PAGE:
On Thursday, Oct. 25th, GovCon leaders from the public and private sector gathered for the Potomac Officers Club’s 2018 Unmanned Systems Integrated Roadmap Forum, featuring a keynote address from Dale Ormond, principal director, Office of the Under Secretary of Defense for Research & Engineering.
His remarks were followed by an expert panel, which consisted of: Orin Hoffman, Department of Defense; Dr. Jaret Riddick, U.S. Army; John Reid, General Atomics Aeronautical Systems; and Brian Wynne, president and CEO of AUVSI. Chris Pehrson, General Atomics Aeronautical Systems, moderated the event.
Ormond focused on how artificial intelligence and machine learning can augment command and control activities, limiting an adversary’s ability to defend itself. “If I have sufficient robotic systems that are coordinated, whether they’re swarms, whether they’re undersea vehicles, sea surface vehicles or ground vehicles, I can drive those things into the battlefield and force the adversary to react,” Ormond explained to the audience.
As we force the enemy to react, Ormond went on, then the adversary defines its defense. By relying on an array of electronic sensors, these actions can become targets for the next set of systems deployed, and so on and so forth, he elaborated. Critically, autonomous robotic systems must be a key part of the equation, Ormond stressed, saying that “in a highly-contested electromagnetic spectrum and jammed environment, [the DoD] may not be able to actually communicate [or] give directions.”
This applies to robotic swarms as well, Ormond continued, speaking on the DoD’s research in the area. In addition to building algorithms to enable them a “degree of autonomy,” he stated, we’re developing new AI capabilities, such as the ability to analyze the electromagnetic spectrum. Ormond divulged that this involves identifying the emitters, characterizing them and devising ways to counteract the enemy’s capabilities. Equally as important, he argued, AI needs to have the ability to analyze the vast amount of data arriving from the battlefield, and deliver only necessary, executable intelligence to commanders. “There’s so much data coming in, it would be impossible for a command team to be able to analyze the spectrum, break the information down themselves and provide reasonable recommendations.”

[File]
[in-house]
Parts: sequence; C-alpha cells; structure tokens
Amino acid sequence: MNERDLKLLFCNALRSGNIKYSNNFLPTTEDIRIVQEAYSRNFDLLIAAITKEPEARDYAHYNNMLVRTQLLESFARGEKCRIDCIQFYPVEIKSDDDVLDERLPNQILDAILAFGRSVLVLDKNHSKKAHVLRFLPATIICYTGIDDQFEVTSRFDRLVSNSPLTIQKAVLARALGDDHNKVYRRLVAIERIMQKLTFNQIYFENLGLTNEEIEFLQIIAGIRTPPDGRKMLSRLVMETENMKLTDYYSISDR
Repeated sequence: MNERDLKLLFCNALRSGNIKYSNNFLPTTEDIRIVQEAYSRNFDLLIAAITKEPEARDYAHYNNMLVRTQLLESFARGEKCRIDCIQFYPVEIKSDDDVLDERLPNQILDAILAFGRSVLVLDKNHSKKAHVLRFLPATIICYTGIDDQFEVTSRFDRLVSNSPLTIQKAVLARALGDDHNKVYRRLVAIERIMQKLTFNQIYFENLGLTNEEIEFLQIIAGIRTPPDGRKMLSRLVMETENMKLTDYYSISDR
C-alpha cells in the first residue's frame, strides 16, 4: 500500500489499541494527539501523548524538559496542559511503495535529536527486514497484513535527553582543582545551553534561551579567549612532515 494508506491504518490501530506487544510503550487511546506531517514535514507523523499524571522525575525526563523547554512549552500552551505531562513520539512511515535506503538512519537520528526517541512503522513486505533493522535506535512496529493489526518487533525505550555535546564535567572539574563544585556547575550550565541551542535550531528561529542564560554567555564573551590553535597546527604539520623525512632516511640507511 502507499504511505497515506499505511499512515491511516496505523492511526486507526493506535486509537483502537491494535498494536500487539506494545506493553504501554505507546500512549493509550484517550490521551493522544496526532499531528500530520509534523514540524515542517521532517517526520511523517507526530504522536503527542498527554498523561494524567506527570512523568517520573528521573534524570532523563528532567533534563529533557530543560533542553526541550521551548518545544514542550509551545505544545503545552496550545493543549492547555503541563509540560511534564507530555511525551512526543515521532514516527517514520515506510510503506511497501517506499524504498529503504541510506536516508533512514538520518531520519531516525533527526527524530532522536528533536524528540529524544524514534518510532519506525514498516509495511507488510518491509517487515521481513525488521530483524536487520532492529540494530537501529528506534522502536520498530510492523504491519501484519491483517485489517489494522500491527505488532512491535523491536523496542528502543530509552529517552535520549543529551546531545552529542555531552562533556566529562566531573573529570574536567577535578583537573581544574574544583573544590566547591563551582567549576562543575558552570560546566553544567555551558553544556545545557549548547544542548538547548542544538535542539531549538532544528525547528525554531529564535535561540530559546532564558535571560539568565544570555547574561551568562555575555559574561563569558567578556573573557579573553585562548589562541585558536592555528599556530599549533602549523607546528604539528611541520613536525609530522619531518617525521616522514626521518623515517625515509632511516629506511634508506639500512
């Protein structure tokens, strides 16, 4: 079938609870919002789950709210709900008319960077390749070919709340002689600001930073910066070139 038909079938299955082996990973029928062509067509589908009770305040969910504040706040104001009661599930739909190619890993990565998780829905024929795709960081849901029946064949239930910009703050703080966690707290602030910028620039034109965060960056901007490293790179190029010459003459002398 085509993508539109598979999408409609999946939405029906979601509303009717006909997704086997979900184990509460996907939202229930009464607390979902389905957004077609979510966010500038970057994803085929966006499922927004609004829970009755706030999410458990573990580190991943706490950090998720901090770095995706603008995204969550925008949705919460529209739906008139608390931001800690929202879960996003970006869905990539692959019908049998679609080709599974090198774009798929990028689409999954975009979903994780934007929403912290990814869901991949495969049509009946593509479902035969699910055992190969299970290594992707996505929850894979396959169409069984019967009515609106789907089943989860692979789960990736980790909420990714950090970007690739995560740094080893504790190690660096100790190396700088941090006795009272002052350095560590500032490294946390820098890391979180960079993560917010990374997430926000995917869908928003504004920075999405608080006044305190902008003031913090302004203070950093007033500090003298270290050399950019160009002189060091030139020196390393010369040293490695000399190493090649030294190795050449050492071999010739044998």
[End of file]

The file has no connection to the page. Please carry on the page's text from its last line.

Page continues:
Sending in robotic systems first not only forces adversaries to react, it also minimizes the loss of American life, achieved by sending in exquisite systems before soldiers arrive, ranging from F-35s to complex missile systems, Ormond stated. However, he added, the challenge of using precision navigation and timing arises, considering GPS will be “highly-jammed” in any contested environment. Building exquisite timing systems becomes crucial, he explained, as communication or electronic warfare systems are reliant on precision timing.
Ormond also delved into the issue of trust as it pertains to machine capabilities. Given the role of embedded cyber in systems, commanders don’t want “the robots turning around and coming back the other direction.” More specifically, he posited, “How do I know if [AI has] given me good information, if it’s processing the way it’s supposed to be or if it’s been spoofed or something’s happened?” Knowledge and trust are critical for autonomous systems to work and be successful, Ormond said. Though equally critical, he cautioned, these systems must have manual back-ups in case something goes wrong, given our dependence on them.